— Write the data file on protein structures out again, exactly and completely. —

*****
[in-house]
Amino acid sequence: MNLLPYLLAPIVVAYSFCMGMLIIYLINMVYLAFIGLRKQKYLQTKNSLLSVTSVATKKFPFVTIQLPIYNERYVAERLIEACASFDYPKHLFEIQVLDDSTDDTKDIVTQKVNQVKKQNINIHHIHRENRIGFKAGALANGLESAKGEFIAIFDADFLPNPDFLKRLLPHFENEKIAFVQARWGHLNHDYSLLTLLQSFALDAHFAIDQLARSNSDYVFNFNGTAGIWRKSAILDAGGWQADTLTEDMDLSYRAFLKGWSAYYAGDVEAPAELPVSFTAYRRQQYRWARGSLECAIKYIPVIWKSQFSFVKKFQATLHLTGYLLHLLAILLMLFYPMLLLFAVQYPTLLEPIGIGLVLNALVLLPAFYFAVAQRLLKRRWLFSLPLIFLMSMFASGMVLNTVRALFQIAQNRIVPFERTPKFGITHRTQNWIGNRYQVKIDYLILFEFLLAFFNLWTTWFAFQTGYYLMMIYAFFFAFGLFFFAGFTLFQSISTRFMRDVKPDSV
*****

[in-house]
Amino acid sequence: MNLLPYLLAPIVVAYSFCMGMLIIYLINMVYLAFIGLRKQKYLQTKNSLLSVTSVATKKFPFVTIQLPIYNERYVAERLIEACASFDYPKHLFEIQVLDDSTDDTKDIVTQKVNQVKKQNINIHHIHRENRIGFKAGALANGLESAKGEFIAIFDADFLPNPDFLKRLLPHFENEKIAFVQARWGHLNHDYSLLTLLQSFALDAHFAIDQLARSNSDYVFNFNGTAGIWRKSAILDAGGWQADTLTEDMDLSYRAFLKGWSAYYAGDVEAPAELPVSFTAYRRQQYRWARGSLECAIKYIPVIWKSQFSFVKKFQATLHLTGYLLHLLAILLMLFYPMLLLFAVQYPTLLEPIGIGLVLNALVLLPAFYFAVAQRLLKRRWLFSLPLIFLMSMFASGMVLNTVRALFQIAQNRIVPFERTPKFGITHRTQNWIGNRYQVKIDYLILFEFLLAFFNLWTTWFAFQTGYYLMMIYAFFFAFGLFFFAGFTLFQSISTRFMRDVKPDSV